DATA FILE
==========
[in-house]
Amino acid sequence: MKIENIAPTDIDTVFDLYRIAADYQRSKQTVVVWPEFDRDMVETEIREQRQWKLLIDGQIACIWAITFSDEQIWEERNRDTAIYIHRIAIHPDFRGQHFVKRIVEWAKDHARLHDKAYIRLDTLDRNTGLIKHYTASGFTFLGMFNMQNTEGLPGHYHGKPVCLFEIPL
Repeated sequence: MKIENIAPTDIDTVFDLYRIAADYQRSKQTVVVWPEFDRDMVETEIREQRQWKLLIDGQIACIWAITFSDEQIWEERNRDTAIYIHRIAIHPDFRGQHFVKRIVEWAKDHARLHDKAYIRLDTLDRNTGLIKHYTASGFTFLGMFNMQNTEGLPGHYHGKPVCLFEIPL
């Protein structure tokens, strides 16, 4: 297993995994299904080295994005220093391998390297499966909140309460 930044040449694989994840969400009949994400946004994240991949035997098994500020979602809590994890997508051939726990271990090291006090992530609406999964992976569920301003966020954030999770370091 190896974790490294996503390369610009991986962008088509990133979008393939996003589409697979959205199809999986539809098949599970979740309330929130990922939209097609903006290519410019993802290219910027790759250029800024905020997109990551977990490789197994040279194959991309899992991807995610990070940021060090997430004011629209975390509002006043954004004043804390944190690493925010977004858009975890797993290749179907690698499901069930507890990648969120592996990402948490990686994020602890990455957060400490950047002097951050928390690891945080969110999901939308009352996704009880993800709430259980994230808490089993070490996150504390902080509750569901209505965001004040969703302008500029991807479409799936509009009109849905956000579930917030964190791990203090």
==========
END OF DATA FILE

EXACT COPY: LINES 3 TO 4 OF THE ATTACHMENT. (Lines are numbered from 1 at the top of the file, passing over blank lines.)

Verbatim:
Repeated sequence: MKIENIAPTDIDTVFDLYRIAADYQRSKQTVVVWPEFDRDMVETEIREQRQWKLLIDGQIACIWAITFSDEQIWEERNRDTAIYIHRIAIHPDFRGQHFVKRIVEWAKDHARLHDKAYIRLDTLDRNTGLIKHYTASGFTFLGMFNMQNTEGLPGHYHGKPVCLFEIPL
């Protein structure tokens, strides 16, 4: 297993995994299904080295994005220093391998390297499966909140309460 930044040449694989994840969400009949994400946004994240991949035997098994500020979602809590994890997508051939726990271990090291006090992530609406999964992976569920301003966020954030999770370091 190896974790490294996503390369610009991986962008088509990133979008393939996003589409697979959205199809999986539809098949599970979740309330929130990922939209097609903006290519410019993802290219910027790759250029800024905020997109990551977990490789197994040279194959991309899992991807995610990070940021060090997430004011629209975390509002006043954004004043804390944190690493925010977004858009975890797993290749179907690698499901069930507890990648969120592996990402948490990686994020602890990455957060400490950047002097951050928390690891945080969110999901939308009352996704009880993800709430259980994230808490089993070490996150504390902080509750569901209505965001004040969703302008500029991807479409799936509009009109849905956000579930917030964190791990203090």